|Publication number||US3306104 A|
|Publication date||Feb 28, 1967|
|Filing date||May 18, 1964|
|Priority date||May 18, 1964|
|Publication number||US 3306104 A, US 3306104A, US-A-3306104, US3306104 A, US3306104A|
|Inventors||Corcoran John W|
|Original Assignee||Beckman & Whitley Inc|
|Export Citation||BiBTeX, EndNote, RefMan|
|Patent Citations (6), Referenced by (5), Classifications (6)|
|External Links: USPTO, USPTO Assignment, Espacenet|
Feb. 28, 1967 J w. CORCORAN 3,306,104
DIRECTION SENSOR Filed May 18, 1964 33 REFERENCE SIGNAL OUTPUT SIGPIJAL I N VEN TOR.
ATTORNE Y5 United States Patent assignor to Calif., a cor- The present invention relates to direction sensors in general and low friction, capacitance coupled, wind direction sensors in particular.
In the past wind direction sensors performed their functions satisfactorily by simply pointing an arrow in the direction of the wind. Today much more is required. The field of meteorology has advanced to a stage where it is now an exacting and complex science which like almost all other fields of science today require elaborate instrumentation for data gathering purposes. While the direction of the wind is still of prime concern to the meteorologist, it is no longer sufficient to only know the direction of the Wind at those locations which a meteorologist can personally inspect. In order to predict possible future weather conditions the meteorologist must know existing and past weather conditions at various locations in the geographical area under consideration. For this purpose there are many un-manned weather stations located throughout the world wherein weather sensing instrumentation is located. It follows, of course, that in order for the weather stations to perform their function it is necessary to transduce the various weather conditions at the location into some sort of a signal which can be transmitted to a central data gathering station which may be many miles from the weather stations themselves. It is this data-gathered from many locations-which the meteorologists desire.
Because so many un-manned Weather stations are in remote locations, field service reliability of the instrumentation employed to sense weather conditions is of prime concern. Thus, while an instrument may be a highly accurate direction sensor in the laboratory if it cannot withstand the rigorous conditions which exist in actual field use it is unsatisfactory as a data gathering device for an un-manned weather station. On the other hand, an instrument which is exceedingly durable is of little use if it has poor accuracy or provides a signal which cannot be easily transmitted to a distant location.
The present invention teaches a unique form of direction sensing, employing capacitance coupling, which forms the essential portion of the wind direction sensor described in detail below. By employing a unique direction sensitive capacitor the invention makes it possible to transduce the direction of the wind into an electrical signal without requiring any mechanical connection between the shaft of the wind vane employed and the rest of the sensing device, other than a bearing necessary to rotatably support the vane shaft. By eliminating all mechanical connections other than the shaft bearing component, failure due to frictional wear is completely eliminated and the amount of drag on the vane shaft is reduced to a bare minimum thereby increasing the sensitivity of thevane to a maximum.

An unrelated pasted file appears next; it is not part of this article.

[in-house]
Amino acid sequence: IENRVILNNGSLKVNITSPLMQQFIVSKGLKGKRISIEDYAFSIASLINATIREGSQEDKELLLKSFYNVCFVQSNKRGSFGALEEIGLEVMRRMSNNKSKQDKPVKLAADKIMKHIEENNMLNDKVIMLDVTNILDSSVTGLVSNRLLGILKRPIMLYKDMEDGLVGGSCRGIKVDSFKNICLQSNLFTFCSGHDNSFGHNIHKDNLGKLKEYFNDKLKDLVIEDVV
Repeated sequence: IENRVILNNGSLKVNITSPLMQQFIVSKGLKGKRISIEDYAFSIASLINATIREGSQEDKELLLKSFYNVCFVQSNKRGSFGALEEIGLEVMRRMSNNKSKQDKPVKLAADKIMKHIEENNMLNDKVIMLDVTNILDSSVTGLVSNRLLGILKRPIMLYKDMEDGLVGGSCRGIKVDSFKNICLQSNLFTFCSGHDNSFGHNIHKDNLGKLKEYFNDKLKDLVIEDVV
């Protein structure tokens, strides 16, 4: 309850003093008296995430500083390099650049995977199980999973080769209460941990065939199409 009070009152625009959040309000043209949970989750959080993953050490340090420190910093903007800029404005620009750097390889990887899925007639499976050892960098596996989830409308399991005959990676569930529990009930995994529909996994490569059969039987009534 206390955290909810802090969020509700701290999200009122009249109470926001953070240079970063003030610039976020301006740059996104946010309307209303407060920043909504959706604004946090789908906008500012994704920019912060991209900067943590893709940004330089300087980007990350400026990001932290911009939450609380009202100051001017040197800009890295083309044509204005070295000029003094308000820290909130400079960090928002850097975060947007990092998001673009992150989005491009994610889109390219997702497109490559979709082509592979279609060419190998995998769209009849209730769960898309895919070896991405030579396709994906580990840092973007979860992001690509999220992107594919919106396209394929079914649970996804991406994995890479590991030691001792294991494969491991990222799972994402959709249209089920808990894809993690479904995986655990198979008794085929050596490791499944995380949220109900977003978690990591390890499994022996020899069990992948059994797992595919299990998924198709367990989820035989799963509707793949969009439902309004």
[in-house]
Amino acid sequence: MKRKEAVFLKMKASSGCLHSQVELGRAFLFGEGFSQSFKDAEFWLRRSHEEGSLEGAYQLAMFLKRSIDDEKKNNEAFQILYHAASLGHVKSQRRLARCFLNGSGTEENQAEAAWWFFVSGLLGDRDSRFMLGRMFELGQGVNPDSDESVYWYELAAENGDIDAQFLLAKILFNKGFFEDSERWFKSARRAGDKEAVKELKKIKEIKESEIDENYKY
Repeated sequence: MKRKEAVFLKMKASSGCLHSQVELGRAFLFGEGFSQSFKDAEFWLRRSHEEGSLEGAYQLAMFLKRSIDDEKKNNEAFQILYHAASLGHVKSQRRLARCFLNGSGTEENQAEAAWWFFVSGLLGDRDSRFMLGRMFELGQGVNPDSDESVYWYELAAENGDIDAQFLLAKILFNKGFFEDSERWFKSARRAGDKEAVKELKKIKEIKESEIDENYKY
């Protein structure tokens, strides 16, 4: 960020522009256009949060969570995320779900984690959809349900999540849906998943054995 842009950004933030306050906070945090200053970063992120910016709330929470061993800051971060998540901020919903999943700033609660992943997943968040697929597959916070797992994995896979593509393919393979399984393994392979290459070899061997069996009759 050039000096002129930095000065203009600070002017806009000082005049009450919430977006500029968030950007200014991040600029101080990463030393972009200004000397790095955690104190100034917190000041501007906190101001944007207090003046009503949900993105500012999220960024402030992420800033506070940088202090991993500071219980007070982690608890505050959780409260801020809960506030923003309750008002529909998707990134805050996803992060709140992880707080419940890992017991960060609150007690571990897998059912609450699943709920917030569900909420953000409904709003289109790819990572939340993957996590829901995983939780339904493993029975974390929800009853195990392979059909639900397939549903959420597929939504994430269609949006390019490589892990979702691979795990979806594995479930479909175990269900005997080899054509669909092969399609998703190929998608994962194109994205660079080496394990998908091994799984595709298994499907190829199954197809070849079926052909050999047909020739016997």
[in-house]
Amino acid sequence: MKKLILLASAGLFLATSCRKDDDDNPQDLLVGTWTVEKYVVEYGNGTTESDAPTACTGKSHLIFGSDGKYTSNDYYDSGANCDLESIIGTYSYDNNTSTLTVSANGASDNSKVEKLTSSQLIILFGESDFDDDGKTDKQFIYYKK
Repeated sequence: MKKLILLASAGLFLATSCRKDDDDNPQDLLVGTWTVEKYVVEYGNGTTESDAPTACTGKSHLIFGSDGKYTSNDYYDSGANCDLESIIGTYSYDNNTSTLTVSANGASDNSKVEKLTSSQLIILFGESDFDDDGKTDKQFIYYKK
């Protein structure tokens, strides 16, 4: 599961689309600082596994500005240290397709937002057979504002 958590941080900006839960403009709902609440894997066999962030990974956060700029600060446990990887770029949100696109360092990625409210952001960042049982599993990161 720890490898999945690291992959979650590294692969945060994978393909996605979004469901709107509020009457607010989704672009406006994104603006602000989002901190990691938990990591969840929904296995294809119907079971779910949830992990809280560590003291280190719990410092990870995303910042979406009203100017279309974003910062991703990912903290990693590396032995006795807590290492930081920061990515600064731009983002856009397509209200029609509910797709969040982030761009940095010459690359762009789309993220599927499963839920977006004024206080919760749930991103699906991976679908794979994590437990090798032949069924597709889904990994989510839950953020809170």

Accordingly, it is an object of the present invention to provide a variable capacitor having characteristics which are functionally dependent upon the relative angular position between the plates which form the capacitor.
It is another object of the present invention to provide a wind direction sensor which provides an electrical signal which contains information as to the direction of the wind wherein the sensor includes a wind vane the shaft of which experiences no frictional drag other than that caused by the shaft support bearing.
Another object of the present invention is to provide a wind direction sensor which provides electrical signals the relative phase of which contains the information desired.
In the drawings:
FIG. 1 is an electrical schematic diagram of the Wind direction sensor of the present invention;
FIG. 2 is a plan view of the capacitor plates which form the variable capacitor employed in transducing direction to an electrical signal; and
FIG. 3 is an isometric, semi-schematic illustration showpanying change in capacitor rotor 12.
Stator 11 is held 12 by mounting means shown generally segments 21, 22, 23 and 24 each having the quadrant of an annulus and arranged in a circular pattern. Physically, stator 11 can be realized by four metal plates having the prescribed shape secured to a disc 17 formed from a non-conductive material. It is also possible to realize stator 11 in other ways, such as by dehas associated therewith an electrical connection terminal 21a, 22a, 23a and 24a, respectively. I
The rotor 12 has a single capacitor plate 26 which may be physically realized by plate 26 being secured to a disc of non-conductive material 18, or by metallic disposition onto a non-conductive plate, or simply by a metal plate having the shape of plate 26. When operatively disposed as shown in FIG. 3, plate 26 is in facing relation to the segments 21-24 so as to form a capacitor therewith and provide electrical continuity between the stator 11 and the rotor 12. In order that the relative angular position between the give rise to the desired functional relationship it is necessary that the rotor plate 26 be described by the formula 22a are electrically connected by means of a capacitor 27,
minals 24a and 21a are electrically connected by means of a resistor 31. Thus, the capacitor plate segments of the stator 11 are electrically situated within a phase shifting network formed by capacitors 27 and 29 and resistors 28 and 31. Electrical energy is supplied to the phase shifting network at terminals 21a and 23a by an A.C. source 32 operating at a frequency commensurate with the value of the capacitors involved (e.g., 1,000 cycles per second). Assuming that the output of the source 32 is some value e, the voltage at terminal 21a is equal to +12, the voltage at 22a is +je, the voltage at terminal 23a is -e, and the voltage at 24a is -je'. Thus, the phase shifting network is operative to impose a voltage on each of capacitor plate segments 21-24 wherein the phase of the voltage progresses 90 per segment around the circular pattern.